Boston: Marcus Smart – Brad Wanamaker – Enes Kanter – Semi Ojeleye – Grant Williams

Coaches are fickle in the post-season, so some of those names may not see the court, but the first few on there are likely to play significant roles in how this series turns out.

Burks has been a microwave for the Sixers in the bubble. He excels at pulling-up from deep and the midrange off the dribble, a skill that the team sorely lacks. Unfortunately for him, he may see a lot of Smart when he comes in. Smart’s stellar defense could mitigate the bench-scoring that Burks would bring.

Thybulle could be an X-Factor reserve for the Sixers. Head coach Brett Brown acknowledged as much in his post-game presser Friday night, saying about the rookie, “He is going to be huge, as a defensive requirement … I cannot understate that.”

With the previously outlined defensive match-ups leaving room for concern, Thybulle will see a hefty role in this series. He will see time guarding Walker as well as Tatum. The key for Thybulle will be to stay disciplined and defend without fouling. If he can do that and knock down some threes when open, he could find himself in the crunch-time lineup.

After Smart, the Celtics bench can look a little thin. Kanter will likely be used as the back-up center as he provides more resistance to an Embiid post-up, but he can fall flat guarding pick-and-rolls. Ojeleye is a defensive stopper that can defend the likes of Harris, but his offense will come and go.

Both teams may feature short rotations as this series goes along, but the edge here slightly belongs to the Celtics on the back of Smart’s proven productivity.

Coaching

Philadelphia: Brett Brown

Boston: Brad Stevens

Stevens and Brown both began their tenures with the 2013-14 season. They had met once before in the playoffs when the Celtics dispatched the Sixers in five games back in 2018.

Stevens is a top-tier coach, while Brown has dealt with rumors of dismissal since those playoffs. While Stevens is the better coach, Brown did hold his own against Nick Nurse last season in the series against the Toronto Raptors.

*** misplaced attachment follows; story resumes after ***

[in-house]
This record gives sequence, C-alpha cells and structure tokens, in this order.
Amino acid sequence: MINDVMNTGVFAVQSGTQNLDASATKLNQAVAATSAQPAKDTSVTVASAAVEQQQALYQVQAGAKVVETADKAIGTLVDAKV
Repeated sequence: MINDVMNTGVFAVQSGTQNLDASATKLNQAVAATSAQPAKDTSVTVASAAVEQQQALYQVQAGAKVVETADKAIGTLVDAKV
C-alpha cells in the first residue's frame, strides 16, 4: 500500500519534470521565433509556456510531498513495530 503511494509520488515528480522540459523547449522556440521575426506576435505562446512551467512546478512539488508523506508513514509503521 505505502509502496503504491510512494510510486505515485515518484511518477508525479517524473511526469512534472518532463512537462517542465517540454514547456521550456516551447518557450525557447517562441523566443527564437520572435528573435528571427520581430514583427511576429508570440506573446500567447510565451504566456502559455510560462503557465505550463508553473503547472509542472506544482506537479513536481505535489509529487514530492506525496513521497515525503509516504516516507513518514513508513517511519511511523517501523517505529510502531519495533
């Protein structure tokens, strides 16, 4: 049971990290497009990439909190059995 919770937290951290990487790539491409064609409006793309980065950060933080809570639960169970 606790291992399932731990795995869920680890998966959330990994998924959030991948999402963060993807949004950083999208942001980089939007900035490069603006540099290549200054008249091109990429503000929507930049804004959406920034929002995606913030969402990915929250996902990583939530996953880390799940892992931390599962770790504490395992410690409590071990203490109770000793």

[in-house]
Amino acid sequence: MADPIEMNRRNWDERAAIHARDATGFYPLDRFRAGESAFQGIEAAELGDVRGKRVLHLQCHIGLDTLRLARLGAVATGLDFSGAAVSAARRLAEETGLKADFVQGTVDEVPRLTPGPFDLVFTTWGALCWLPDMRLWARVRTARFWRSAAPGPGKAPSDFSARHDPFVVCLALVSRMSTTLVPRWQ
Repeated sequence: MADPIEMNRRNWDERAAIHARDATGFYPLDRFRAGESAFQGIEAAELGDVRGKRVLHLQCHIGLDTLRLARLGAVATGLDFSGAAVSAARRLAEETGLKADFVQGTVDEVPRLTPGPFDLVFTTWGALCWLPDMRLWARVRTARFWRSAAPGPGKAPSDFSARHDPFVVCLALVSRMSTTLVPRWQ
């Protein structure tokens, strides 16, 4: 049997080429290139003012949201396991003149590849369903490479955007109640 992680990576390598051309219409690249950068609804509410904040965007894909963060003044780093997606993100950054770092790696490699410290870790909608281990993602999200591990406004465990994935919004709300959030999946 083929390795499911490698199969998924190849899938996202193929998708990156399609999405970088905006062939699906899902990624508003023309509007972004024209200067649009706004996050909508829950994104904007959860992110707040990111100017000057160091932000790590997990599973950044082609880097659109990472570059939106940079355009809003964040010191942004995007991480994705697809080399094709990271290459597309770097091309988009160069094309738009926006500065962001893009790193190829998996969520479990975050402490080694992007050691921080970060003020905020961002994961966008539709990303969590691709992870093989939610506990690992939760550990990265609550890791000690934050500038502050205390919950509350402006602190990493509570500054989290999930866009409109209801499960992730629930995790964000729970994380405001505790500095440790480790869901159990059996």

In this series, the coaching decisions made from game to game will be put under a microscope by each of these team’s large local media base. If things go poorly on Brown’s end, the scrutiny could lead to his dismissal.

The most crucial decisions Brown will have to make will be on the defensive end. Due to the mismatches across the board, the Sixers will have to jiggle with their defensive schemes.

The Sixers usually play drop defense when defending pick-and-rolls. The scheme involves the defender guarding the ball-handler fighting over the screen and chasing the ball-handler from behind, while the big man guarding the screener dops into the paint to protect from a layup or a lob. The goal here is to goad the ball-handler into settling for a mid-range jump shot while contesting it from behind.

This scheme works when the guard defenders are active and engaged, as it takes a certain energy level to fight over a screen and get back into the play to prevent an open floater. Simmons, Richardson and Thybulle have been great this season at executing this.